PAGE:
Getting more nutrients in your diet doesn't mean stocking up on supplements -- what you eat and how you cook makes a difference, too. Get the most from your meals with these tips from Joan Salge Blake, MS, RD, LDN, author of the Nutrition and You series, and Keri Gans, RDN, author of The Small Change Diet.
1. Get More: Iron
Iron helps transport oxygen throughout the body, which helps keep you from feeling fatigued. Iron is better absorbed in the company of vitamin C, says Keri Gans, RDN, author of The Small Change Diet. One delicious way to do that: Serve spaghetti with meat sauce. The meat provides the iron, and the tomatoes in the sauce supply the vitamin C.
2. Get More: Water-Soluble Vitamins
Cooking can diminish water-soluble vitamin levels present in your food because they're sensitive to water and heat. Gans and Joan Salge Blake, MS, RD, LDN, author of the Nutrition and You series, both suggest steaming your leafy greens, like spinach, and other green veggies, like broccoli. Steaming cooks these veggies quickly with minimal water exposure. Plus, you don't have to add any oil -- which translates into extra calories -- when steaming food.
3. Get More: Fat-Soluble Vitamins
Next time you munch on a salad, don't pass on the dressing, says Gans. Saying no to it means you're foregoing the fat your body needs to unlock the advantages of the fat-soluble vitamins -- including A, D, E and K -- in your leafy greens. Of course, add the dressing in moderation. Your vinaigrette may contain the good kind of fat, but it's still adding calories.
4. Get More: Vitamin C
Ah, unstable vitamin C. This beneficial vitamin is particularly sensitive to water and air exposure. To prevent nutrient loss, Gans and Salge Blake both recommend keeping vitamin C-rich produce -- such as oranges, strawberries, and red bell peppers -- whole, unpeeled, and unwashed until you're ready to eat them. Buying frozen strawberries is another smart strategy. The vitamin C is preserved in frozen fruit, and because it's frozen at the time of harvest, it doesn't lose nutrients during transport or while stored.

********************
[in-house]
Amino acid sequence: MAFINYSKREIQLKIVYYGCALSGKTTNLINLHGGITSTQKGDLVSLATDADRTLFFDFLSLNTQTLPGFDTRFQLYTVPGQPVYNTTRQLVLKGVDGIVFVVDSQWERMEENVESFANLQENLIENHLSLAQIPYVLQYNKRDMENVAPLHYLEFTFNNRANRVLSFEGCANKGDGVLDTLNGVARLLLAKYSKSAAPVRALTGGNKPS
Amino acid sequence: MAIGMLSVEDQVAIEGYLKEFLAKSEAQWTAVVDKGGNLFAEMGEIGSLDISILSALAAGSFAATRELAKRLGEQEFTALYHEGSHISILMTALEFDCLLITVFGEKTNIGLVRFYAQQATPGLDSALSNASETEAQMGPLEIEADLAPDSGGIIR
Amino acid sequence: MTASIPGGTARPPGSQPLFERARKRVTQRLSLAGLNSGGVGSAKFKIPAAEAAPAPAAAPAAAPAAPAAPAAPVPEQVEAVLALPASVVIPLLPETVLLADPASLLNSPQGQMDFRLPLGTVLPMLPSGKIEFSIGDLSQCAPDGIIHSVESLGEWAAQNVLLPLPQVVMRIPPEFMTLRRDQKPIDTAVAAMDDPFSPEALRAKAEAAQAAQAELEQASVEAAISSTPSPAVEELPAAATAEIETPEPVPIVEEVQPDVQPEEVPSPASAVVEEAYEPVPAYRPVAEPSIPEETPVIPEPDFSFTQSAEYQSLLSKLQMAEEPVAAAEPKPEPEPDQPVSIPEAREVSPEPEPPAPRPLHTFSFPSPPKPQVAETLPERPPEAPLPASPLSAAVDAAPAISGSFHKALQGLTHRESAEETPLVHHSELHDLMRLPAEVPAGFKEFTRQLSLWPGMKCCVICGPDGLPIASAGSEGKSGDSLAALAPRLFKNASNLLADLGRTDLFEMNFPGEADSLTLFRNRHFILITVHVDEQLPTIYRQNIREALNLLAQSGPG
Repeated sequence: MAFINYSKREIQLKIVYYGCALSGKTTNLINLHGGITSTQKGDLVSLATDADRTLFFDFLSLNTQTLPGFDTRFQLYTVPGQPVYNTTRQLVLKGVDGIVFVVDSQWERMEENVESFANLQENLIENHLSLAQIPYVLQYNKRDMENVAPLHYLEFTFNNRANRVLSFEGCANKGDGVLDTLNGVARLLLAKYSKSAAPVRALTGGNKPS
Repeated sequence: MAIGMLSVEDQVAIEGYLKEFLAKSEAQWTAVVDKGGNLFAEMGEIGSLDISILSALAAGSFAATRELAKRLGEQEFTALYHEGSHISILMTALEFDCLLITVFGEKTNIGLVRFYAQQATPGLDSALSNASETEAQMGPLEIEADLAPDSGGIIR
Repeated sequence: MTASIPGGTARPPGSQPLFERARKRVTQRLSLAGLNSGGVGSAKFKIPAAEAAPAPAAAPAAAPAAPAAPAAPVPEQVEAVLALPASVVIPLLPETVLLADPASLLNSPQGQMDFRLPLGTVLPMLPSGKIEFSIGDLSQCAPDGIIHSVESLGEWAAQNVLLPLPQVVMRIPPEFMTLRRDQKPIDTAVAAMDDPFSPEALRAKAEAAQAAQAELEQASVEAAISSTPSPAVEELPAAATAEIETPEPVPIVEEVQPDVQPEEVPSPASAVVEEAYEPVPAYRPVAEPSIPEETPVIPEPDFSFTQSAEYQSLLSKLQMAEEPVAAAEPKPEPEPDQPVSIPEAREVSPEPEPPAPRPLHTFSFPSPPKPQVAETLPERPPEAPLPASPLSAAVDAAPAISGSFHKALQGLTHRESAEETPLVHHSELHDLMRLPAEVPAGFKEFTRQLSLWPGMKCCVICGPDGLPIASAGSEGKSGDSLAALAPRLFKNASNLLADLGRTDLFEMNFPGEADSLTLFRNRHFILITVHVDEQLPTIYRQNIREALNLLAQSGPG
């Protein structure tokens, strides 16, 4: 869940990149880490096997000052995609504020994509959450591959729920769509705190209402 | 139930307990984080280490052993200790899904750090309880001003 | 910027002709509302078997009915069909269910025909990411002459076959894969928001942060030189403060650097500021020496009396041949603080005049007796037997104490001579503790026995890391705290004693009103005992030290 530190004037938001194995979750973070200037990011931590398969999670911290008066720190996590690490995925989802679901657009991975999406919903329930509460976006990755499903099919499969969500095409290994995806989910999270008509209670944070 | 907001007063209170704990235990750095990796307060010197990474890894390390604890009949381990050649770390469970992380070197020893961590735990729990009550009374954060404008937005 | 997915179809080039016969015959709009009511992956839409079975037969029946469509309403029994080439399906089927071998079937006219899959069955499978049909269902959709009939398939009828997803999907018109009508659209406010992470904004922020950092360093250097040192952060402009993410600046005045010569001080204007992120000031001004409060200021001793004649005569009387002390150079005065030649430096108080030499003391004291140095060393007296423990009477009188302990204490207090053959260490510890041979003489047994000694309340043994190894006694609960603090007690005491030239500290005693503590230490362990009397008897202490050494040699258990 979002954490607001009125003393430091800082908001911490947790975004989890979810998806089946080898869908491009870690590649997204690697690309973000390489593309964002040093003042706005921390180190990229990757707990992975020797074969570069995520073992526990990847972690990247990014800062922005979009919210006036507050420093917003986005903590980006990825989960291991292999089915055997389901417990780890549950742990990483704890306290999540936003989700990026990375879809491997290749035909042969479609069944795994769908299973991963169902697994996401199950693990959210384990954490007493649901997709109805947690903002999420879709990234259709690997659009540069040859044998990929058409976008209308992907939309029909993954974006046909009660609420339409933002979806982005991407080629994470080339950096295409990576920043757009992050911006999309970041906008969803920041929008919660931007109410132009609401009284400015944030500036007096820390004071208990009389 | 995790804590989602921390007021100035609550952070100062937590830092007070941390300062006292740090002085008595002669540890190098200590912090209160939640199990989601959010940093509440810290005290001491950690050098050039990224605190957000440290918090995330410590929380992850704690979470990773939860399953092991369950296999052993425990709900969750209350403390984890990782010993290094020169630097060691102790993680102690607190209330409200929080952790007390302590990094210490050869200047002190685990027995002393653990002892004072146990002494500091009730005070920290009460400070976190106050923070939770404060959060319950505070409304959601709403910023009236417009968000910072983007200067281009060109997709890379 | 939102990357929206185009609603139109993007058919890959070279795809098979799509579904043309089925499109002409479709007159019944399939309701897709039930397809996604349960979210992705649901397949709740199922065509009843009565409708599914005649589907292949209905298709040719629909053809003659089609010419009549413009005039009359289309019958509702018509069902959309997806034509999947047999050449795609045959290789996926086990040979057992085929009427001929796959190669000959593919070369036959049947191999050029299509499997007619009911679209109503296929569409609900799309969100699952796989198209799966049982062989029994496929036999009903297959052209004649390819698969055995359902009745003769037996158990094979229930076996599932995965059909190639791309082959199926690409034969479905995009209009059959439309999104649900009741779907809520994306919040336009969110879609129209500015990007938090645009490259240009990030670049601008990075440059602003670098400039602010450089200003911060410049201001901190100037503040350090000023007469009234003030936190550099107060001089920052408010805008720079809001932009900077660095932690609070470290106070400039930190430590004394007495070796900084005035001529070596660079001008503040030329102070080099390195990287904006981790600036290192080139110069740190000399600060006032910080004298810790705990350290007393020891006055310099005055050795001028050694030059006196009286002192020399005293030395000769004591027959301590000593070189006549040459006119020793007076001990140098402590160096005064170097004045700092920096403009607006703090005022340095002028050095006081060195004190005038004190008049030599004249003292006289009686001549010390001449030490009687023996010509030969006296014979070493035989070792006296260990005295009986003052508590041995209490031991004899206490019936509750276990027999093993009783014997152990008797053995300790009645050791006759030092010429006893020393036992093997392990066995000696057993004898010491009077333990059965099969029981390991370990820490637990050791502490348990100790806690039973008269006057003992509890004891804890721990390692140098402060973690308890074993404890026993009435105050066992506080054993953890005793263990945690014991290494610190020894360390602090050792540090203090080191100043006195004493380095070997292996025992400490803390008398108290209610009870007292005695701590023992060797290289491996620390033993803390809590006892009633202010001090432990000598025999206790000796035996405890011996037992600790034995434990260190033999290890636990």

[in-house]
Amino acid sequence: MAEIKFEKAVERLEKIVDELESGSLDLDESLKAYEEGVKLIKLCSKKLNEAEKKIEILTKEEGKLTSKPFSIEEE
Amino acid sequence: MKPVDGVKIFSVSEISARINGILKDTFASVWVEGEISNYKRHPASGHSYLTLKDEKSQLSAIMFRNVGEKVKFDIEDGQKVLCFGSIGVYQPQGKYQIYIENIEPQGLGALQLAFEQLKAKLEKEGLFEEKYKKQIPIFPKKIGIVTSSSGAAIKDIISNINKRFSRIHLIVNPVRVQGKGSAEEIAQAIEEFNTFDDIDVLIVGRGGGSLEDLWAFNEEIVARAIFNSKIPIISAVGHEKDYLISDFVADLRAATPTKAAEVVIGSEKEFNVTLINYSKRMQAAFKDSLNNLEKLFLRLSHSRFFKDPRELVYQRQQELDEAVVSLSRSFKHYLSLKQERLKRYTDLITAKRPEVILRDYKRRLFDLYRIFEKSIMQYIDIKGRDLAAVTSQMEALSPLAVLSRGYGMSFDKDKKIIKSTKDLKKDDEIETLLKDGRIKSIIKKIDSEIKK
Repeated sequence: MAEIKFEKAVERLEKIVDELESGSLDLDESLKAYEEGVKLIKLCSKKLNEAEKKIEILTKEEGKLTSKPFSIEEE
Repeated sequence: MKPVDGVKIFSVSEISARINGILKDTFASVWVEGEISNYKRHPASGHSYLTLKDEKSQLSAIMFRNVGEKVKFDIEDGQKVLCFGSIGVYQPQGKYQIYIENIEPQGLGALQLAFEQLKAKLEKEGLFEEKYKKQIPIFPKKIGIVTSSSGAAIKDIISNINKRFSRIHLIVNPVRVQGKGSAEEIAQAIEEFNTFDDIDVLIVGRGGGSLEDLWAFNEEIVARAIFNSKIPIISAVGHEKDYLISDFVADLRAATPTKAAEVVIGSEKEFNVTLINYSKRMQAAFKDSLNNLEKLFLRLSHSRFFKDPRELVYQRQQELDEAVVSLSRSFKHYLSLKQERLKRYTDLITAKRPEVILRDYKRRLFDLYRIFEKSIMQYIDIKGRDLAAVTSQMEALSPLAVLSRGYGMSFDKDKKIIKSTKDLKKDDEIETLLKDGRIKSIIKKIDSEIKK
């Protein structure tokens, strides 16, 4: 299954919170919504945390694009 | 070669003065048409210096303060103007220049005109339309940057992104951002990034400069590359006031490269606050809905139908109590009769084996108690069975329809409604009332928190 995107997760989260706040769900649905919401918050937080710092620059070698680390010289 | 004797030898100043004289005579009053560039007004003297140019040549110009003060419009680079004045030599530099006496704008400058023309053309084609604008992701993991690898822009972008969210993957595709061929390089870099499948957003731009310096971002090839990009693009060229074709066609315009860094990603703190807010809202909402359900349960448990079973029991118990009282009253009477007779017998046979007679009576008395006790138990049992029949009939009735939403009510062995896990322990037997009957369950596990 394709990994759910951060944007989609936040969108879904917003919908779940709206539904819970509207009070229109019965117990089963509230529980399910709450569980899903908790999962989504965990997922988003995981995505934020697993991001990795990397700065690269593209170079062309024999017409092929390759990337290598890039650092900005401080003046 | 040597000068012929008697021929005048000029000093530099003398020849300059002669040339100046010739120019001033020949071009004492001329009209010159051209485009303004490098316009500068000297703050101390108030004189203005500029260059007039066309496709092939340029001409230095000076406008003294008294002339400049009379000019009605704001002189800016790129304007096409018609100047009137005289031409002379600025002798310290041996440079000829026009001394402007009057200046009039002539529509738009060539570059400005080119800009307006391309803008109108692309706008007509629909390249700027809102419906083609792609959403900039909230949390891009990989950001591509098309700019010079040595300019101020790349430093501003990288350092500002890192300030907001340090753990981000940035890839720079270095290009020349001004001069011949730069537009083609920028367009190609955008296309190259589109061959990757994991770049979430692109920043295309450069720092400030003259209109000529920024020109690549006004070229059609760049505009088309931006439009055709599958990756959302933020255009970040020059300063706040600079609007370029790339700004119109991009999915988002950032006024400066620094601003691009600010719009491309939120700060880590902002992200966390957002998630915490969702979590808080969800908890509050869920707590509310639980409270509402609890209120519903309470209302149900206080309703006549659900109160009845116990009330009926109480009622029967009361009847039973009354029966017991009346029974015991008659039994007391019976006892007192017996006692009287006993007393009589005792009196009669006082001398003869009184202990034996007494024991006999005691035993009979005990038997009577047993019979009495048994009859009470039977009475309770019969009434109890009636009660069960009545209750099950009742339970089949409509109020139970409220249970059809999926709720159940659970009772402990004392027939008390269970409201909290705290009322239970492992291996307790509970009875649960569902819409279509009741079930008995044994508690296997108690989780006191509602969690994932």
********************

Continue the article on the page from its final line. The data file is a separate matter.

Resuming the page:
5. Get More: Lycopene
Studies suggest that this antioxidant -- especially abundant in canned tomato products like sauce and paste -- may reduce the incidence of cancer and cardiovascular disease. So how can you be sure you're getting the most lycopene you can? Pair them with a little healthy fat to promote optimal absorption, says Salge Blake. For example, try topping pasta with a tomato sauce that contains a little olive oil. If olive oil isn't an ingredient in your go-to sauce, simply drizzle a tiny amount on top. (But remember: Stick with a drizzle and not a pour to avoid too many extra calories.)
6. Get More: Calcium
Crucial for keeping your bones and teeth in tip-top shape, this mineral plays a significant role in maintaining your body's framework, among other functions. But calcium can't do its job properly without the help of vitamin D, which helps your body absorb it. Vitamin D is found in fortified milk and yogurt, along with salmon and eggs, but it's hard to meet your needs from food alone. Most experts recommend getting 1,000 to 2,000 IUs daily. To get that amount, you'll need to take a supplement.
- JuJu Kim
More from Good Housekeeping: